The Ruta Del Progreso is a collaborative visual project by Puerto Rican artists Christopher Gregory, Natalia Lasalle Morillo, and Erika P. Rodriguez. It visually traces the Panoramic Route on the island as allegory to evaluate what role “progress” has played on the island. This imposed notion of the American Dream became central to the identity and political culture of the island in the post-war period. This body of work questions whether this intended progress actually came to the isolated areas the Panoramic route cuts through, and what this progress means in a place that is neither master of its destiny or an equal part of the union.
Energized by the creation of the island’s constitution in 1952 and the influx of U.S. investment, the first democratically elected governor of Puerto Rico Luís Muñoz Marín sought to modernize the country through building infrastructure and social programs. The Panoramic Route, the brainchild of Marín, was intended to provide a way for locals and tourists to connect to the island’s traditional heartland. The Panoramic Route is a 269 Kilometer path from coast to coast through the mountainous center of Puerto Rico. The construction was estimated at a cost of 4 million dollars but upon its completion in 1975 it cost taxpayers 20 million dollars.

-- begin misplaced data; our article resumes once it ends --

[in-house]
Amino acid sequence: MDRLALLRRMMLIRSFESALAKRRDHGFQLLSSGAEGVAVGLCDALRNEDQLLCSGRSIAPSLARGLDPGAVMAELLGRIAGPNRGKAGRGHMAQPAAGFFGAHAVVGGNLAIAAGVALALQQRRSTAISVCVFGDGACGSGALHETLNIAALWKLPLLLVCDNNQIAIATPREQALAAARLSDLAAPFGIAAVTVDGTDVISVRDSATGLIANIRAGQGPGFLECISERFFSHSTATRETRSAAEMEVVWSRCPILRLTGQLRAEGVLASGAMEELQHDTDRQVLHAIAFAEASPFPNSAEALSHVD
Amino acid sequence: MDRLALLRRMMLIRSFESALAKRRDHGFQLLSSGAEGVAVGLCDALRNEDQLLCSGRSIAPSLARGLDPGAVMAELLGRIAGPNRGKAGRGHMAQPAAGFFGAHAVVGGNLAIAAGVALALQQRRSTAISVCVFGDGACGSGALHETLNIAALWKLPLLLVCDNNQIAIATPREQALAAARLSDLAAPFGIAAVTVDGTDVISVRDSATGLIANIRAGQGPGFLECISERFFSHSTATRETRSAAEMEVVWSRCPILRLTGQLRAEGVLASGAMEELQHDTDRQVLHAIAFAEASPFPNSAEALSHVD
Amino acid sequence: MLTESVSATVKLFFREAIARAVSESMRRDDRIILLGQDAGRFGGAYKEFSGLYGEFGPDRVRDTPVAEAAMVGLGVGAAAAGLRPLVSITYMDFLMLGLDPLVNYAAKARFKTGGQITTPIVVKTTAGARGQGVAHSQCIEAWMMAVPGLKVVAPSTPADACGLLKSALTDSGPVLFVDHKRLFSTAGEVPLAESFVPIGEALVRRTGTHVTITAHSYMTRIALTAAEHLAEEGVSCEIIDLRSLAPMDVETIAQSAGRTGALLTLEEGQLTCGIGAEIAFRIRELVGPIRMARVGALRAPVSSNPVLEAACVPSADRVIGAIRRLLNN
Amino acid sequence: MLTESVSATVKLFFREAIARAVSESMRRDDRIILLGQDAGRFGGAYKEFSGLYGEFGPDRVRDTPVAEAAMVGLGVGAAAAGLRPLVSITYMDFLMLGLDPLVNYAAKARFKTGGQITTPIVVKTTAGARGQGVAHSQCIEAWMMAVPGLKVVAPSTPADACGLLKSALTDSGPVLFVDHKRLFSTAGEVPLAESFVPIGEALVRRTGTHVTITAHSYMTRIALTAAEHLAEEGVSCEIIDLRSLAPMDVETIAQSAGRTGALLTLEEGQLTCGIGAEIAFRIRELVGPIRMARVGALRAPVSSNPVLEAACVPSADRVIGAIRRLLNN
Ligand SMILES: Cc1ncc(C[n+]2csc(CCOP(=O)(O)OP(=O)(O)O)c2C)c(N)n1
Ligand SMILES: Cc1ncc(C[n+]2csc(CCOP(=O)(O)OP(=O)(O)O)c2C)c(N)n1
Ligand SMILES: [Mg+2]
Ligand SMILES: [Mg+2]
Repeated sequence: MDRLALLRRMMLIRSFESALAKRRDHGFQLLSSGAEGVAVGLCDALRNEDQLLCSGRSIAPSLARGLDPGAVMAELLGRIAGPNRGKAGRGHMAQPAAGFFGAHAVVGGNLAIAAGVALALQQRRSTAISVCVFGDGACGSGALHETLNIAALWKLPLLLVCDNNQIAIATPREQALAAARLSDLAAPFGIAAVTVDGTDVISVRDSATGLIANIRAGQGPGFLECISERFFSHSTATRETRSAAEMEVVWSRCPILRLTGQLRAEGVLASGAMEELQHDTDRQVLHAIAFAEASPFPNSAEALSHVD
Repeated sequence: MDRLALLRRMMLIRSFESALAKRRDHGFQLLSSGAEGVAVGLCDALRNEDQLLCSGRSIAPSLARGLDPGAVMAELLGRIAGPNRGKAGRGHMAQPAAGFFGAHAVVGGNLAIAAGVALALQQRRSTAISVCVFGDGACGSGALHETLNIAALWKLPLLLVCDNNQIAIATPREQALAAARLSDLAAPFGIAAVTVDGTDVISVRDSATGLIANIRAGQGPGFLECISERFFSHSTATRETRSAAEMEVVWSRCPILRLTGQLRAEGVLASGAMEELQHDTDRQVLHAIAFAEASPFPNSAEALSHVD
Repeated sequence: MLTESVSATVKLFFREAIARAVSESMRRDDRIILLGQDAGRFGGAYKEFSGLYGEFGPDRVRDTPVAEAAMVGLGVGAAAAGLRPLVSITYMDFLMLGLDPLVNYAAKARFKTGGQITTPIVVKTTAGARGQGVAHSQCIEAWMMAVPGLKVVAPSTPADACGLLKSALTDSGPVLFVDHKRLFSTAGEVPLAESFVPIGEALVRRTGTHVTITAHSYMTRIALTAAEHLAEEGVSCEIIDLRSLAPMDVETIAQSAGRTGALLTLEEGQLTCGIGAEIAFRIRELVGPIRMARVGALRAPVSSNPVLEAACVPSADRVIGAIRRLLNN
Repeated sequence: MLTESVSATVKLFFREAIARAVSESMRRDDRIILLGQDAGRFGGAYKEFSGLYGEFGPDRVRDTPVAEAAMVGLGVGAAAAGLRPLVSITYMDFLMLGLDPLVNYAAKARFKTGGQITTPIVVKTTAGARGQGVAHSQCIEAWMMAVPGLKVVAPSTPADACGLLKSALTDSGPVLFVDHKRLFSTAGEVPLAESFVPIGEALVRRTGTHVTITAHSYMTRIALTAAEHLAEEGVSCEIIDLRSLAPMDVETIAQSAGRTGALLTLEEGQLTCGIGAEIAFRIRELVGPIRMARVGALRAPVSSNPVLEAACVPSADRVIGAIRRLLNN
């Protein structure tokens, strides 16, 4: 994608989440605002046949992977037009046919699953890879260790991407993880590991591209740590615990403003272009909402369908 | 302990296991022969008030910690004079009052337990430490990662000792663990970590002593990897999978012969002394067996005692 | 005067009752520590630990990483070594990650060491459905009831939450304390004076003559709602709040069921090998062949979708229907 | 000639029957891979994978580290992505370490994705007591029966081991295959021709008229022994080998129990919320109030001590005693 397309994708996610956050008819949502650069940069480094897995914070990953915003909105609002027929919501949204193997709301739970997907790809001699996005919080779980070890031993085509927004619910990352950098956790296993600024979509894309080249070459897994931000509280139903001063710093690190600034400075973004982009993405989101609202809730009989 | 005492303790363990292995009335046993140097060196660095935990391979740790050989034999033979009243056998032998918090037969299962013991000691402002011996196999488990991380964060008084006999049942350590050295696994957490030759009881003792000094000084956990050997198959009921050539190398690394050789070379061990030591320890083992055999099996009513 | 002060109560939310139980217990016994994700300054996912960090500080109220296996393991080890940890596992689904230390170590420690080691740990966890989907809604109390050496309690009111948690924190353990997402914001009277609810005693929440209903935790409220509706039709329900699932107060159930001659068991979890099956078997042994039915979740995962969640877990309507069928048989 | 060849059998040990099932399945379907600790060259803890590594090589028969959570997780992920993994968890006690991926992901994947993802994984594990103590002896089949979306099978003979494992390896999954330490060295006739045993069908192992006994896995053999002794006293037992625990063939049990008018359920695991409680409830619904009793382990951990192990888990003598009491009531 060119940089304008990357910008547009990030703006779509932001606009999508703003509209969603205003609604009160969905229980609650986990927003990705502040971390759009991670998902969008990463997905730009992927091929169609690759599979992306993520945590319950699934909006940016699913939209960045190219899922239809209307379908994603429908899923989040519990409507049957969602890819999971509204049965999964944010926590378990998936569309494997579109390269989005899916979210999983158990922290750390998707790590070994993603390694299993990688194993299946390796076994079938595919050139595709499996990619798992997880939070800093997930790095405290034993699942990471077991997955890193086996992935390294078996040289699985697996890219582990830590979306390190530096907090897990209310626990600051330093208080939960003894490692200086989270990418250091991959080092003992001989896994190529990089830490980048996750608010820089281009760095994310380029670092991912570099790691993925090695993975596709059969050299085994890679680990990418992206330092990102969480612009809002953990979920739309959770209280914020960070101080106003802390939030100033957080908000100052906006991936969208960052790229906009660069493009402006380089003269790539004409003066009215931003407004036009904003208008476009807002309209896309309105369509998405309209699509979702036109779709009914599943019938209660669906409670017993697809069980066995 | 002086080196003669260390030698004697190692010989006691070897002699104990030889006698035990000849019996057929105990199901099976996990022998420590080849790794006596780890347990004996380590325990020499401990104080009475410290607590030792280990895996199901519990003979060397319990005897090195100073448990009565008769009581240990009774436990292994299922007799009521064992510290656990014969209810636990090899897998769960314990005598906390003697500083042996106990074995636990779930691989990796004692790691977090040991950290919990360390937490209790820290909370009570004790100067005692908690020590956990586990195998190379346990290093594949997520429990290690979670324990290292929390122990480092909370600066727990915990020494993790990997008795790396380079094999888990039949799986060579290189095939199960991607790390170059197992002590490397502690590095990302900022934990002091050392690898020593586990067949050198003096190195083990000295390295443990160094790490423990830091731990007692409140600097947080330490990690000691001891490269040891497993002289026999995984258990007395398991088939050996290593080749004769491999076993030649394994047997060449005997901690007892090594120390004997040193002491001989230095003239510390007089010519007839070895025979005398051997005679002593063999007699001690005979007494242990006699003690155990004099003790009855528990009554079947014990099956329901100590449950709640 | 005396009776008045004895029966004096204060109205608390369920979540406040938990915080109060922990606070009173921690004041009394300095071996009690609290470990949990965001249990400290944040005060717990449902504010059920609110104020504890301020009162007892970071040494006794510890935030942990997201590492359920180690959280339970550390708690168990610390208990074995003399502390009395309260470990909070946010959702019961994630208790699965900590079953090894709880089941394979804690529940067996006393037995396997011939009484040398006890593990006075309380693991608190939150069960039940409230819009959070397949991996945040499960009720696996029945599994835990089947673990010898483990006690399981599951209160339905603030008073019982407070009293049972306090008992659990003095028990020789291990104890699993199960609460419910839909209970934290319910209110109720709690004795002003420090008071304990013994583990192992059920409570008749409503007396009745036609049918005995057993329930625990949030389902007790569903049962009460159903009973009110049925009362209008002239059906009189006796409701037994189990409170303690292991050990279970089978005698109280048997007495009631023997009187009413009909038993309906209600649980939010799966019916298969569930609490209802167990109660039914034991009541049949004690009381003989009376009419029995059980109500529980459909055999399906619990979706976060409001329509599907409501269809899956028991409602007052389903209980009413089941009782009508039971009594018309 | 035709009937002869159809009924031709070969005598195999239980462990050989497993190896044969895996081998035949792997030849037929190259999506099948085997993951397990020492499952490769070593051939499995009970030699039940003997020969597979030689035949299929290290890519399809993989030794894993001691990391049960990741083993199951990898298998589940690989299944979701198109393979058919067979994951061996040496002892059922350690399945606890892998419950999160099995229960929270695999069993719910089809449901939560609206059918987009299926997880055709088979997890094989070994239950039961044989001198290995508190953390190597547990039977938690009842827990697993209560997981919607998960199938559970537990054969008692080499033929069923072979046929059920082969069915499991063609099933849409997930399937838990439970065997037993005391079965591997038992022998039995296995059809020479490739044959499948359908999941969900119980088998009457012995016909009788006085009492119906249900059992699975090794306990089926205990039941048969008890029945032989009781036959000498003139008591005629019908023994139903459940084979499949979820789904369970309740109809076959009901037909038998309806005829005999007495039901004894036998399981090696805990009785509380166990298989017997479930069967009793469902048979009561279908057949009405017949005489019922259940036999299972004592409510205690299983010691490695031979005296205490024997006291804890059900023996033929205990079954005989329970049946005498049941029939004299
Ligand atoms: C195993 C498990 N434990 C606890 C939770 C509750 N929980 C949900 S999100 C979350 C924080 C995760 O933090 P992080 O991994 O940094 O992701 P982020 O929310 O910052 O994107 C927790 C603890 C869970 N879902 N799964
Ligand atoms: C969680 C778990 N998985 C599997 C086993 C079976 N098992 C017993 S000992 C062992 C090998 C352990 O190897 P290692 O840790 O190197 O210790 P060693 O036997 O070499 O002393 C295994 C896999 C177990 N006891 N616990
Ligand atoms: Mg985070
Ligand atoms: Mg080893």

Simultaneously, to fuel the American industry taking greater hold on the island in the 1950s, Marín incentivized farmers to work in factories. The Land Bureau bought the farmers land as they migrated from the countryside to cities and gave them access to new federal welfare programs. This resulted in massive displacement from the rural areas, which is where the Panoramic Route is located.
In the years after it was completed, the Panoramic Route faded into obscurity. Much like the communities it winds through, it is a stark symbol of the failed industrialization of the island. Today, the largely unkept and pot-holed road is marked only by old signs. Some of the signs bear Munoz Marin’s name, others simply contain an illustration of mountains.